Saturday, July 12, 2014

What's "good for you" in Christian teaching?

Alright, you theologians and atheists out there, here's finally something you can tear apart. First maybe I will begin with a list. And why pick 'Christian teaching'?  Is it different from Hebrew teaching or Greek teaching or Muslim teaching or human teaching?  There will be considerable overlaps - but also a few radical differences. In Christian thinking particularly, we have one unique component - the death of the anointed, the death of the beloved, the death of the chosen one, Jesus' death, our death.  This component is not available explicitly to any other teaching system - but it is always available everywhere implicitly.

Obviously this is a big topic. My list is this. These things are good for you.
  1. turning
  2. acknowledging error
  3. working towards completeness
  4. recognizing connections
  5. maturing
Look at that - no square script, no Greek, no Bible quotations, no God, no music even! If I were going to associate these 5 with Biblical words, they might be (though not limited to)
  1. repentance
  2. confession of sin
  3. striving for holiness
  4. seeing the body of the assembly (congregation, church)
  5. coming to the fullness of our humanity
Again, not a lot of text - I wonder if this spontaneous 5 fold list will hold up. The difference between 3 and 5 is the cooperative action of the human and the Holy One. There, I have made a first mention of God.

How then should we live? What are say, five things that we should avoid? Like growing plants, there is poison, imbalance, and there is fertilizer that enables and soil that encourages.

The list of poisons begins with
  1. revenge. And continues with 
  2. hatred,
  3. greed, 
  4. exploitation, 
  5. self-protection, 
and the violence that these things cause. What can we do in a world with apparently limited resources to deal with the natural presence and growth of these things in our lives?

The fertilizer is the word of God in theological terms - but what does this mean in non-Biblical words?
  1. Mutual respect, especially for elders, 
  2. healthy skepticism. Ultimately this will turn to the single word of
  3. loving the other, 
  4. loving the enemy
  5. loving oneself in a new way. 
This teaching, as you might guess, is fully available in the ancient poetry of the Psalms, but it requires some unpacking so that the poisons packaged in the same poetry do not get the better of sound judgment. Now for a quote to end this beginning (Psalm 2:10-12):
So now you sovereigns, let there be insight
be warned you who judge on earth
serve Yahweh in fear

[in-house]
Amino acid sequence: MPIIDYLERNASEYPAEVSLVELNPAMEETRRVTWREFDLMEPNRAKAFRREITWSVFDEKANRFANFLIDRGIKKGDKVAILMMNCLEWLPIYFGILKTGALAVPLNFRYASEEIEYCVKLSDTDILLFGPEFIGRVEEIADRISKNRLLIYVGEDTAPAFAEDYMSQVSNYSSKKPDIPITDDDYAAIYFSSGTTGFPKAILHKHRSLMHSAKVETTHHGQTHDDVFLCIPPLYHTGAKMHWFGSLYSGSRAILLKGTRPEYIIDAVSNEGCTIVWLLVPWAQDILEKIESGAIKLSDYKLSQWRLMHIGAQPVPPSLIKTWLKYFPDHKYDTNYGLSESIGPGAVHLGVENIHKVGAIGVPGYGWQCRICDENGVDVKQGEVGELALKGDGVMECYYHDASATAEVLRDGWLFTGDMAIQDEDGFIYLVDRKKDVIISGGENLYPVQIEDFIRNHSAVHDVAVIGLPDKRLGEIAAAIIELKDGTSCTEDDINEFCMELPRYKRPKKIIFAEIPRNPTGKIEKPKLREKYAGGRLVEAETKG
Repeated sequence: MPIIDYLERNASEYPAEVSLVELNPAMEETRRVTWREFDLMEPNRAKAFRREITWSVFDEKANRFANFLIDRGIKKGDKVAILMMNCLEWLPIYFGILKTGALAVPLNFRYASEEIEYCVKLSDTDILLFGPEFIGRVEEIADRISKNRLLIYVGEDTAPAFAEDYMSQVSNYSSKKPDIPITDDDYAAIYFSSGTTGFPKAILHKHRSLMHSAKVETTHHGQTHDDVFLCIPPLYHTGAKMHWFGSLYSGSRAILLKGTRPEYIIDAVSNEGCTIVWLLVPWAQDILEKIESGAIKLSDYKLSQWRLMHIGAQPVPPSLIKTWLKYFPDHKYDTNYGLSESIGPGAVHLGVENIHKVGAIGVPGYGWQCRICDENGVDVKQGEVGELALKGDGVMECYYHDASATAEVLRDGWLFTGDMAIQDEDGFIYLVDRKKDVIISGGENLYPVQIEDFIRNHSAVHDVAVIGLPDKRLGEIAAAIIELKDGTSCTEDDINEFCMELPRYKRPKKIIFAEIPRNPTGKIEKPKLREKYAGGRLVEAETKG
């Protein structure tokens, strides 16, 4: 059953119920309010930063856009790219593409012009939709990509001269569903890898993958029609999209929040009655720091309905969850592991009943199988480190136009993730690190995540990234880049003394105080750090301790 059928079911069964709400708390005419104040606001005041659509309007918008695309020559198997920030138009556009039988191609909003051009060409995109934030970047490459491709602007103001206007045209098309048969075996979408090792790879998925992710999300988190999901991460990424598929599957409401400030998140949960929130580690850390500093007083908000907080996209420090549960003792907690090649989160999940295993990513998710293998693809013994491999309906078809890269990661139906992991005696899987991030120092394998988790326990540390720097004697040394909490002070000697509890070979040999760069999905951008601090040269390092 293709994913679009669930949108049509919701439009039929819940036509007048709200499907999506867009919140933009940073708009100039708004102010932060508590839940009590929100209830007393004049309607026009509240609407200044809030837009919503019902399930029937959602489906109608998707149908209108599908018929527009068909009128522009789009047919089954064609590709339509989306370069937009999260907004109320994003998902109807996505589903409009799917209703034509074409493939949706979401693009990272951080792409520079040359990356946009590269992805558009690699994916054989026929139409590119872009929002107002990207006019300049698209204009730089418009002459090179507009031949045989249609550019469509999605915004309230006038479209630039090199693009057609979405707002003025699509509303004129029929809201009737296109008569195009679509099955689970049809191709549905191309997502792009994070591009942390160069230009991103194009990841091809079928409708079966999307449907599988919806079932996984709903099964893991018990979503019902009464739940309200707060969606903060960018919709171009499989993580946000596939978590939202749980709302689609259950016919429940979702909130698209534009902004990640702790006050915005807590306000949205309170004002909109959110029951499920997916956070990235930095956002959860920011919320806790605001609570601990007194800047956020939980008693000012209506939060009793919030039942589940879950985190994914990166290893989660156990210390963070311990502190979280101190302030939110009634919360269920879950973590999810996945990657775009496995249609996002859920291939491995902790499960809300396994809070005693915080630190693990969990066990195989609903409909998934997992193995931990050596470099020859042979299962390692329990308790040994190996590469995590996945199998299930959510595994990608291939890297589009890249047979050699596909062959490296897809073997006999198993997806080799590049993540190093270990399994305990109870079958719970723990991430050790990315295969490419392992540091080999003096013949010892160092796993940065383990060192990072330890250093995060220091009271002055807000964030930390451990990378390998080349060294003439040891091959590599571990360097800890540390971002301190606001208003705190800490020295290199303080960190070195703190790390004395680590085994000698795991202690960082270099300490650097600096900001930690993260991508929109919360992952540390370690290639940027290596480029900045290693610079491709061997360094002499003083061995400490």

and rejoice in trembling
Kiss, each of you - pure lest he be angry
and you perish in the way
for he kindles as a hint of his anger
Happy! all who take refuge in him
I hear cries of unfair! How can you begin Christian teaching with a word from the Old Testament? The question and the cry reveal just how wrong most Christian thinking and teaching is. Wrong, wrong, wrong. Wrong in that there is always an attempt from the most junior to the most senior of teachers to wrap up the teaching and hit hard with it as if it were to be used as a cudgel for revenge on all those horrible people out there that are 'not me'.

You might ask - how can we grow in the presence of such poison?

One thought - hold your fire. All texts have their own packaging. Don't eat the package without unwrapping it. Yet eat the whole package. Even some foods are poison with the antidote included. Compare fruit juice with the whole fruit. The juice alone will be too high in sugar for the health of your body. The whole fruit will give you the necessary fibre so that your body can slough off the poisonous sugar.

Question that you may be wrong. I include myself in the collective 'you'. I will use the Scripture, and in so doing, I may simply reinforce traditional stereotypes. Let's hold our feet to the fire. Let's find out if the wheat and the darnel (poison) in the words of Scripture can be separated in us for the ultimate judgment in the here and now.

There - this essay is in preparation for next week's lessons on the parable of the wheat and the tares, Matthew 13:24 ff. Notice how in every case we have looked at so far Jesus' parables in the Gospel are surrounding textual references to the 'old' Testament (Matthew 13:52). And these are not read because these words are omitted in the lectionary reading, This is not good for you if you only hear the words that are read on Sunday.